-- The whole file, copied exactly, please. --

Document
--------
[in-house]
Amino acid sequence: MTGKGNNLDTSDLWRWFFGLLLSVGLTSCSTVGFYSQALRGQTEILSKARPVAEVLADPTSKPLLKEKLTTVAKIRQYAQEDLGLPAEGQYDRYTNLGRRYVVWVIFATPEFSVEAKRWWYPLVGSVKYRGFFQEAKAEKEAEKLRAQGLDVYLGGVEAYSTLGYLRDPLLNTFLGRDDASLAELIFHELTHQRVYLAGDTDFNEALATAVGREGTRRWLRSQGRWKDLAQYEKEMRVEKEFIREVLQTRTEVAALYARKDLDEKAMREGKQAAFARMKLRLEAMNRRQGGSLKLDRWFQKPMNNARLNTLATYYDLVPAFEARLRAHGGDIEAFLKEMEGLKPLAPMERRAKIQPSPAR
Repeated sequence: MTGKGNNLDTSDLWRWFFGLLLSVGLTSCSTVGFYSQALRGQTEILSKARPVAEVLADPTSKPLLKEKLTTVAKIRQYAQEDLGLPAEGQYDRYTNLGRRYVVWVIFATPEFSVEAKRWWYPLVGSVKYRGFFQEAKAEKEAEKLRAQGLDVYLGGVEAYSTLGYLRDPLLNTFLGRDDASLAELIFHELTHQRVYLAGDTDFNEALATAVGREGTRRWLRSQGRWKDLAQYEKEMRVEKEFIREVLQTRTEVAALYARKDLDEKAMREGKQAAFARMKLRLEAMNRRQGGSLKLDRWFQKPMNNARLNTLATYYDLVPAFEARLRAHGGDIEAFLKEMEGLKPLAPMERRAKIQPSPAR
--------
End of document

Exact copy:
[in-house]
Amino acid sequence: MTGKGNNLDTSDLWRWFFGLLLSVGLTSCSTVGFYSQALRGQTEILSKARPVAEVLADPTSKPLLKEKLTTVAKIRQYAQEDLGLPAEGQYDRYTNLGRRYVVWVIFATPEFSVEAKRWWYPLVGSVKYRGFFQEAKAEKEAEKLRAQGLDVYLGGVEAYSTLGYLRDPLLNTFLGRDDASLAELIFHELTHQRVYLAGDTDFNEALATAVGREGTRRWLRSQGRWKDLAQYEKEMRVEKEFIREVLQTRTEVAALYARKDLDEKAMREGKQAAFARMKLRLEAMNRRQGGSLKLDRWFQKPMNNARLNTLATYYDLVPAFEARLRAHGGDIEAFLKEMEGLKPLAPMERRAKIQPSPAR
Repeated sequence: MTGKGNNLDTSDLWRWFFGLLLSVGLTSCSTVGFYSQALRGQTEILSKARPVAEVLADPTSKPLLKEKLTTVAKIRQYAQEDLGLPAEGQYDRYTNLGRRYVVWVIFATPEFSVEAKRWWYPLVGSVKYRGFFQEAKAEKEAEKLRAQGLDVYLGGVEAYSTLGYLRDPLLNTFLGRDDASLAELIFHELTHQRVYLAGDTDFNEALATAVGREGTRRWLRSQGRWKDLAQYEKEMRVEKEFIREVLQTRTEVAALYARKDLDEKAMREGKQAAFARMKLRLEAMNRRQGGSLKLDRWFQKPMNNARLNTLATYYDLVPAFEARLRAHGGDIEAFLKEMEGLKPLAPMERRAKIQPSPAR